The route to publication has moved on another step. I have checked through the printers proof again. This time instead of doing it on the computer screen I printed a hard copy of my novel. There are 350 pages so I printed four pages using both sides of an A4 sheet of paper. It is beginning to look like a book, with an acknowledgements page and the publication details as well as the publication rights. I found only six changes needed making. I’m sure there are others but I’m missing them. I will get it returned to me again to check there are no more changes necessary. I do hope there are none, as I’m sure the law of diminishing returns sets in and I will fail to spot any mistakes in it.
I think the next version will have the front and back cover in place. We have yet to finalise the draft blurb, so that’s another step
to get through. Interestingly I met a writer friend on Tuesday, who complained that the blurb for her book was written by the publisher and she was not consulted. One of the differences between traditional publishing and independent is the lack of control, once a writer has sold the publication rights, over the presentation of the novel to the public.
The same author expressed how dissatisfied she was with the marketing of her book. I am paying for a marketing campaign, so I do expect some publicity to be generated. The other job I had this week was to answer a questionnaire about my book which included providing another summary of the story and biography which included any media interest in my personal story. During my Twenty-five years at the Bar I did do a number of cases which attracted a great deal of publicity at the time, but most of it was some years ago. I thought two might still attract some media interest today.
The first was the killing of the fashion designer Ossie Clark by his lover Diego Cogolato. Ossie Clark was very successful designer in the 1960’s along with his then wife Celia Birtwell. There is a wonderful painting of them both by David Hockney in the National Portrait Gallery. By 1996 Ossie was living in a one bedroomed council flat in West London and Cogolato under the influence of a mixture of drugs killed him. He was diagnosed as suffering from a drug-induced psychotic state. He pleaded guilty to manslaughter and after I mitigated on his behalf he received a sentence of six years.
The other case featured in the newspapers only five years ago, when a young woman called Alex Griffiths was successful in her A level examinations. The Times, no doubt looking for a different angle to report on the announcement of the results chose to write an article about her, because as the baby she was stolen from St Thomas’s Hospital within hours of her birth. A nation-wide search followed, and she was found alive and well three weeks later. I represented the woman who stole her, coincidently also called Griffiths, Janet Griffiths. She too was diagnosed with mental health issues, in this case she had Munchausen’s, not the by- proxy type that has been much in the news over the last few years, but the original illness. She received a hospital order and was released after about eight months. She was to die about four year later of cancer. It is not often a barrister gets to know what happens to the victims and defendants in cases in which they appear, but I am pleased that on this occasion I did.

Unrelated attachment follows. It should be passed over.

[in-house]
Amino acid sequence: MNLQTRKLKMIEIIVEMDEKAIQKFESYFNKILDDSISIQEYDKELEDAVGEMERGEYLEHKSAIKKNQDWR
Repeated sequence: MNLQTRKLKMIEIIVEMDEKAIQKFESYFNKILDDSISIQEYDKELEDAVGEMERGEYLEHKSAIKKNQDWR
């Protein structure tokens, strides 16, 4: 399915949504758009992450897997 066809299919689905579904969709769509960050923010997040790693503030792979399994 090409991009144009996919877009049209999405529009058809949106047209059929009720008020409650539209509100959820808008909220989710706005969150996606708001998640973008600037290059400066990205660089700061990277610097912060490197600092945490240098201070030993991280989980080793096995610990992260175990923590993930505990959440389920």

The recent death of one of my favourite cookery writers, Katie Stewart, has reminded me of the debt I owe her for my own skills in the preparation of meals.
I first became acquainted with her recipes in The Times when I became a Law Student in the 1960s. The Times was compulsory reading for lawyers then as the Times Law Reports could be quoted in Court. I began to read Katie Stewart’s cookery column and when I moved into a flat and cook for myself, I used the recipes she wrote. I soon acquired a reputation as a good cook and an invitation to have dinner with me was highly prized, particularly with the men of my acquaintance. I would turn my desk into a table with a tablecloth, candles and nice white napkins. I would follow the recipes meticulously and always produce a good meal for my friends.
I still have the Times Cookery Book as well as her other books and they are the bedrock of my repertoire. I love the recipes for poached fruit, Lamb Cutlets Shrewsbury and lots more.
Recently I have become a fan of Sophie Grigson, who has inherited her mother’s flair for easy to prepare dishes, using fresh fruit and vegetables. Diane Henry too writes straightforward recipes for busy cooks. Her baked apples with marmalade and almonds are superb.
Anyone else like Katie Stewart or what other cookery writers do you swear by.